Lakeside Title Inc.

Why Should I Get Title Insurance?

There are few things in life more important than protecting your home. The following matters are examples of why you need a Westcor Land Title insurance policy (You can find more information on our other tabs underneath "About".) 



Remember that the best title examination or search cannot protect your equity and home from matters that do not appear in the public record. However, a Westcor Land Title policy* can protect you from:

Federal estate and gift tax liens.
Errors in tax records.
Demolition and substandard building liens.
Administration of estates and probate of wills of missing persons who are presumed deceased.
Issues of rightful possession of the land.
Issues concerning the rightful conveyances by corporate entities.
Deeds and mortgages by foreigners who may lack legal capacity to hold title.
Legal capacity of foreign personal representatives and trustees.
Issues involving improper marital status.
Improper modification of documents.
Rights of divorced parties.
Conveyances in violation of public policy.
Misinterpretation of wills and ancillary instruments.
Deeds by persons falsely representing their marital status.
Claims by creditors of decedent against property improperly conveyed by heirs and devisees.
Issues concerning unlawful takings by eminent domain or conddemnation.
Special tax assessments.
Real estate homestead exceptions.
Forfeitures of real property due to criminal acts.
Issues concerning adoption of children
Adverse possession
Lack of jurisdiction or competency of persons in judicial proceedings.
Type your paragraph here.

Documents executed under false, revoked or expired powers of attorney.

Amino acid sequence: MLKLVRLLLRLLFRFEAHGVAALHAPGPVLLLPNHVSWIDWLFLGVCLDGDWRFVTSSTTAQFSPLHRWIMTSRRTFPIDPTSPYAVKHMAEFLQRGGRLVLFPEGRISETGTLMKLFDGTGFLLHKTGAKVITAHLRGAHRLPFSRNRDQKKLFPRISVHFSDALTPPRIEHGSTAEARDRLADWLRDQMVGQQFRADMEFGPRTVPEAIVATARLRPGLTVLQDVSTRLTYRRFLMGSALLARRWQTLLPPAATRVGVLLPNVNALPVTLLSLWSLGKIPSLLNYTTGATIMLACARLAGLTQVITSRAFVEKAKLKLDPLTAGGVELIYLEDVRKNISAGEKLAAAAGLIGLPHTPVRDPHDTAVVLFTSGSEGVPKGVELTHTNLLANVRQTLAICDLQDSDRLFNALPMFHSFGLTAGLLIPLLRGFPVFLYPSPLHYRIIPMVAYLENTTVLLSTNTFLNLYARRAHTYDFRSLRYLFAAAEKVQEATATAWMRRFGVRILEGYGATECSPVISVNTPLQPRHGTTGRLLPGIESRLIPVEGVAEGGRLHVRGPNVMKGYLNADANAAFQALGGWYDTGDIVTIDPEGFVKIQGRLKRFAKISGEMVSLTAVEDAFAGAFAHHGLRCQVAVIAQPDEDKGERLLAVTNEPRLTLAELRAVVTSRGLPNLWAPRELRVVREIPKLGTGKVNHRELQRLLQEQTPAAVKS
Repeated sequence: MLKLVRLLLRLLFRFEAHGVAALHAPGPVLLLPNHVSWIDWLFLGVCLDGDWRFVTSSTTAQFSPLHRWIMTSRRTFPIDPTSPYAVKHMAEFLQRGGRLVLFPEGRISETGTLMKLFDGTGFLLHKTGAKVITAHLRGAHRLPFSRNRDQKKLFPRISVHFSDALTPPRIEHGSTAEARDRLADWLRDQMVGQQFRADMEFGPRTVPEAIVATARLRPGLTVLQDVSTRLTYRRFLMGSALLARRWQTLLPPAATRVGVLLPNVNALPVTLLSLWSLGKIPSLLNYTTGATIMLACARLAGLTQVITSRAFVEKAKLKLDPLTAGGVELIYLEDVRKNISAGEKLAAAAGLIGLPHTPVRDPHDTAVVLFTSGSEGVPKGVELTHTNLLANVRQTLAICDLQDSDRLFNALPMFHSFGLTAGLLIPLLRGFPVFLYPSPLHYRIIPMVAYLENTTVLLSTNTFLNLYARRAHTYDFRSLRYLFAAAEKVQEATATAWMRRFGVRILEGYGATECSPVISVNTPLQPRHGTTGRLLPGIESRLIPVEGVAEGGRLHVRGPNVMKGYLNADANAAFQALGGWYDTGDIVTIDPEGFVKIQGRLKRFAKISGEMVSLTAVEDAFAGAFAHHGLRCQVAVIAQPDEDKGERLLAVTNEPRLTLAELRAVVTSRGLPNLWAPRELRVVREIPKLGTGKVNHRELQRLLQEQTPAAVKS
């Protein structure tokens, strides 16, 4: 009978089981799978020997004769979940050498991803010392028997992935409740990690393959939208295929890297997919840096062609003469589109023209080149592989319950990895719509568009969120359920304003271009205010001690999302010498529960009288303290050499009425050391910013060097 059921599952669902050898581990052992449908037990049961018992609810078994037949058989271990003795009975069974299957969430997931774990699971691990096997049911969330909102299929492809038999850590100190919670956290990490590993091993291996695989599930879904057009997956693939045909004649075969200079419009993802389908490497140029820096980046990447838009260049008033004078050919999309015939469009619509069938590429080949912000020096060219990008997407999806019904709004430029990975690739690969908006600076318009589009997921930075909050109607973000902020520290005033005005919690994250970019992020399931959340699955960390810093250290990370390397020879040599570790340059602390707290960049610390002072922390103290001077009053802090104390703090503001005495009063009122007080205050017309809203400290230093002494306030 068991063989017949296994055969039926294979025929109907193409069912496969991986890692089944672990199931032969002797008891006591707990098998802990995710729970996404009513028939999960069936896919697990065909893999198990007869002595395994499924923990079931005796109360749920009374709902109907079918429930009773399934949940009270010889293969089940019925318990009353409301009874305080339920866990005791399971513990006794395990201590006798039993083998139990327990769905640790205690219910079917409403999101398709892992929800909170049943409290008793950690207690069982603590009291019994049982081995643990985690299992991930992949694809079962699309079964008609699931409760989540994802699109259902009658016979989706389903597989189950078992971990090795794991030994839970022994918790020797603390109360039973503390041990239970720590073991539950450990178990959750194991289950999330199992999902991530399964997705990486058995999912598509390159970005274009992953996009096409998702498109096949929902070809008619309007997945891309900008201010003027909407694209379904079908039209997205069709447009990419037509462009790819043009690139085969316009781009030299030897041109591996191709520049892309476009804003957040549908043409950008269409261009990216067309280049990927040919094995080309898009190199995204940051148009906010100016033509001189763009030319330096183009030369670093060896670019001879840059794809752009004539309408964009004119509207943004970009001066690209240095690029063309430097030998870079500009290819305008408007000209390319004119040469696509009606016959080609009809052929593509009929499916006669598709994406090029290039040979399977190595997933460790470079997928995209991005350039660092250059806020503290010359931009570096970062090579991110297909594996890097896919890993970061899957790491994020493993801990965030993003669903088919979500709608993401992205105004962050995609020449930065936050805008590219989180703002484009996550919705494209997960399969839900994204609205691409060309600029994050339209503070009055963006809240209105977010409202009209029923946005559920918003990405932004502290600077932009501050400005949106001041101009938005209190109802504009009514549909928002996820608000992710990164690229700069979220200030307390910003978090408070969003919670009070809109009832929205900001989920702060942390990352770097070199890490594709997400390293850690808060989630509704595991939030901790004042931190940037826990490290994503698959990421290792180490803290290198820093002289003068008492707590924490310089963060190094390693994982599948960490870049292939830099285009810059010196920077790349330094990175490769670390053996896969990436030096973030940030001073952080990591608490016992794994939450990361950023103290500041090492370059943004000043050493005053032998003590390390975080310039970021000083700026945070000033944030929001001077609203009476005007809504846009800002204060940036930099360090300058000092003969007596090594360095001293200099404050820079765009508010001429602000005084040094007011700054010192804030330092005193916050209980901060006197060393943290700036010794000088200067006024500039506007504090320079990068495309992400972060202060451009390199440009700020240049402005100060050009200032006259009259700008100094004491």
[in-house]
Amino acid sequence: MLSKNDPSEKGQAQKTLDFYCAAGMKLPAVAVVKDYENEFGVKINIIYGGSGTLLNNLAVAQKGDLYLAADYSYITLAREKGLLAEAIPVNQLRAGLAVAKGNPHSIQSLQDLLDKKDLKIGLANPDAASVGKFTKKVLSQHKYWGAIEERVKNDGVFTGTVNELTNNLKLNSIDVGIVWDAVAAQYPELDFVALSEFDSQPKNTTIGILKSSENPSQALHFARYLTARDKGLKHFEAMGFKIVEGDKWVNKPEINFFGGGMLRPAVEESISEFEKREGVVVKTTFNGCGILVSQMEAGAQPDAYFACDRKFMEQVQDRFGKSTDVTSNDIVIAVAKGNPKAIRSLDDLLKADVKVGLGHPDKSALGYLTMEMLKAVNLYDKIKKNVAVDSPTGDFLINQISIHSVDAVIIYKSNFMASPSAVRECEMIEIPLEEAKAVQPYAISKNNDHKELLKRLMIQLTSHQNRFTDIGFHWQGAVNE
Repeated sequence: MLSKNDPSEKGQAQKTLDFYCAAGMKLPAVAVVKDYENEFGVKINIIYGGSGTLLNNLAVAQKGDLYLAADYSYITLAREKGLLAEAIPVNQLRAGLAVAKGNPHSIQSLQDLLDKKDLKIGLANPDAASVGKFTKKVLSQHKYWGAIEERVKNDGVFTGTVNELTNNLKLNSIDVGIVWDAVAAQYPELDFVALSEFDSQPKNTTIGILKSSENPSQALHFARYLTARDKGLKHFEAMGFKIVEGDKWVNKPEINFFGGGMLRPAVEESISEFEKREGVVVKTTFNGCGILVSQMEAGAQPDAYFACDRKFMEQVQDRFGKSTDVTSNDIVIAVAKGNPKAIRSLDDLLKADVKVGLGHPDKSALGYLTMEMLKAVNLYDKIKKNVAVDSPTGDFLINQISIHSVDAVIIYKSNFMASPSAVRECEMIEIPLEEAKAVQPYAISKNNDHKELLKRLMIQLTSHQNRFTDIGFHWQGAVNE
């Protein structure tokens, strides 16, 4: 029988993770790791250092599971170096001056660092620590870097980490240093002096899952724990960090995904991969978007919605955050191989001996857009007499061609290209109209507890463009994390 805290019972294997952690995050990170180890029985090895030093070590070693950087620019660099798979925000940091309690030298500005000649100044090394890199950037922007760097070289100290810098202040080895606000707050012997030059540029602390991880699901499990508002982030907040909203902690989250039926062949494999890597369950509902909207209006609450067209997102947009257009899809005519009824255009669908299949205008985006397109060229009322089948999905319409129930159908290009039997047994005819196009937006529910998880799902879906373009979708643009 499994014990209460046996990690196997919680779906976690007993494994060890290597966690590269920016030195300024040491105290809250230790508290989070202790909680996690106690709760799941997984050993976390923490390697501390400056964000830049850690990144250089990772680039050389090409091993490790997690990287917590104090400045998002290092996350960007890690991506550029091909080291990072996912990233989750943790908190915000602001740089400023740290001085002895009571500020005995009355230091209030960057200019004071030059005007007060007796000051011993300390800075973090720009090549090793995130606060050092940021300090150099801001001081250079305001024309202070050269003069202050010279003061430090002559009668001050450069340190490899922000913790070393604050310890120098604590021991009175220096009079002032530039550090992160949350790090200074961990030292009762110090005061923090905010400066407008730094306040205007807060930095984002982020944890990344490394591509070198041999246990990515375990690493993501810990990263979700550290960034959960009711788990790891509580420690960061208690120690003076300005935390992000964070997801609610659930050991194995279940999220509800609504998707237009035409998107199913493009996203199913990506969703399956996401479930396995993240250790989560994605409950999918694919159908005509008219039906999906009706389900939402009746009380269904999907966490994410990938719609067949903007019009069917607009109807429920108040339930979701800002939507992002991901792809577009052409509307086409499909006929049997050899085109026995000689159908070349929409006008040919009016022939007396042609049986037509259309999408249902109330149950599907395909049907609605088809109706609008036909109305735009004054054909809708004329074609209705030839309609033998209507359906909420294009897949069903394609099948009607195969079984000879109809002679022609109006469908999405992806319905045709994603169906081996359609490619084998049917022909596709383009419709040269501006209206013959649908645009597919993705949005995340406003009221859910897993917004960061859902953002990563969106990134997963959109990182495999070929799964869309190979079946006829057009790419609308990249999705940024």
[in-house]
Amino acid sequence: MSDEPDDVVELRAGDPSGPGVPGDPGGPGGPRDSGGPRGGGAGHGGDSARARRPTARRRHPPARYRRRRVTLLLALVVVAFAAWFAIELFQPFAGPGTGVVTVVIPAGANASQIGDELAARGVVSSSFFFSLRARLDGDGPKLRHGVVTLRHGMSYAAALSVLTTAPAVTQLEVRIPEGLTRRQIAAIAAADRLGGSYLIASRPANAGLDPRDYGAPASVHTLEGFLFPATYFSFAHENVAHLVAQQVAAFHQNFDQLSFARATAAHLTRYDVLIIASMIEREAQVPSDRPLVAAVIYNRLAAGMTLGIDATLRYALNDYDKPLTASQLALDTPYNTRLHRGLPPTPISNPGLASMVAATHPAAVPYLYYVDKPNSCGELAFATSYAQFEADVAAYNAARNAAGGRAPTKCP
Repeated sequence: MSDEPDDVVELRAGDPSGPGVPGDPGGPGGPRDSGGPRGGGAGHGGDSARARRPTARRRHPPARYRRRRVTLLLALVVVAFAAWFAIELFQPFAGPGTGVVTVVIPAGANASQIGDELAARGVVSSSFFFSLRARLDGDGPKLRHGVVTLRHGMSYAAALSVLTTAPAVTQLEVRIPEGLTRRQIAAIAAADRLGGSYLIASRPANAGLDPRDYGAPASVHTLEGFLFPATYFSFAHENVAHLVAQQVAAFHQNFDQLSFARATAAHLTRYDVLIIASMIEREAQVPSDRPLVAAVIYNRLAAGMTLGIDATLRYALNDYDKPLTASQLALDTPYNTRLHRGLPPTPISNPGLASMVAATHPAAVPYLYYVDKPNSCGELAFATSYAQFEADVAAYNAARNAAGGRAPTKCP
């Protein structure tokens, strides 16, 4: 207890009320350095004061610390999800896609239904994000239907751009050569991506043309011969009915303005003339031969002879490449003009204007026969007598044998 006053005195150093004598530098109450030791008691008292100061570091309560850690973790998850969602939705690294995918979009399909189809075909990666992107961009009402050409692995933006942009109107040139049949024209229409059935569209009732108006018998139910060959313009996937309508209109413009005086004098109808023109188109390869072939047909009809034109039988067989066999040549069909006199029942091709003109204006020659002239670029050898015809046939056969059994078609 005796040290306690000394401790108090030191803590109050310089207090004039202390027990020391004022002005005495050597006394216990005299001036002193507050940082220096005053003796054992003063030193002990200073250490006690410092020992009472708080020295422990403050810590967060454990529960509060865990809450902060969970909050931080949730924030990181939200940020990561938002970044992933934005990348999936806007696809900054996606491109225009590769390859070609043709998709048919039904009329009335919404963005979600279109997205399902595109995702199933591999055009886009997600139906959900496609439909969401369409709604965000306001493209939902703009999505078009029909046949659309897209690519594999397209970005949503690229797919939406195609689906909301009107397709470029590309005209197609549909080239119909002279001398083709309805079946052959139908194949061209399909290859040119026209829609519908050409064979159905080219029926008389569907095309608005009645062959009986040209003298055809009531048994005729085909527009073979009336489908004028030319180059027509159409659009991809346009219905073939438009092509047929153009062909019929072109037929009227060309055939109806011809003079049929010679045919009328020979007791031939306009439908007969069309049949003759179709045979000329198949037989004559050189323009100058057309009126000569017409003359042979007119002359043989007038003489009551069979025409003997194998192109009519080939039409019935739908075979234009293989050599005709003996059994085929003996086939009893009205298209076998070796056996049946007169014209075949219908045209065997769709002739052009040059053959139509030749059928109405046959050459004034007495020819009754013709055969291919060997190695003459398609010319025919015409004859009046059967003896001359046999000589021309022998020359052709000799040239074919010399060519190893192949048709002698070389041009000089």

False impersonation of the true landowner.
Undisclosed heirs.
Imporperly recorded legal documents.
Prescriptive rights in another not appearing of record and not disclosed by survey.
Failure to include necessary parties to certain judicial proceedings.
Defective acknowledgements due to improper or expired notarization.
Corporate franchise taxes as liens on corporate real estate assets.
Gaps in the chain of title.
Mistakes and omissions resulting in improper abstracting.
Forged deeds, mortgages, wills, releases of mortgages and other instruments.
Deeds by minors.
Deeds which appear absolute, but which are held to be equitable mortgages.
Conveyances by an heir, devisee or survivor of a joing estate who attempts to attain title by ill-gotten means.
Inadequate legal descriptions.
Conveyances by undisclosed divorced spouses.
Duress in execution of wills, deeds and instruments conveying or establishing title.
Issues involving delivery of conveyancing instruments.
Deeds and wills by persons lacking legal capacity.

*Subject to certain limitations set forth in policy.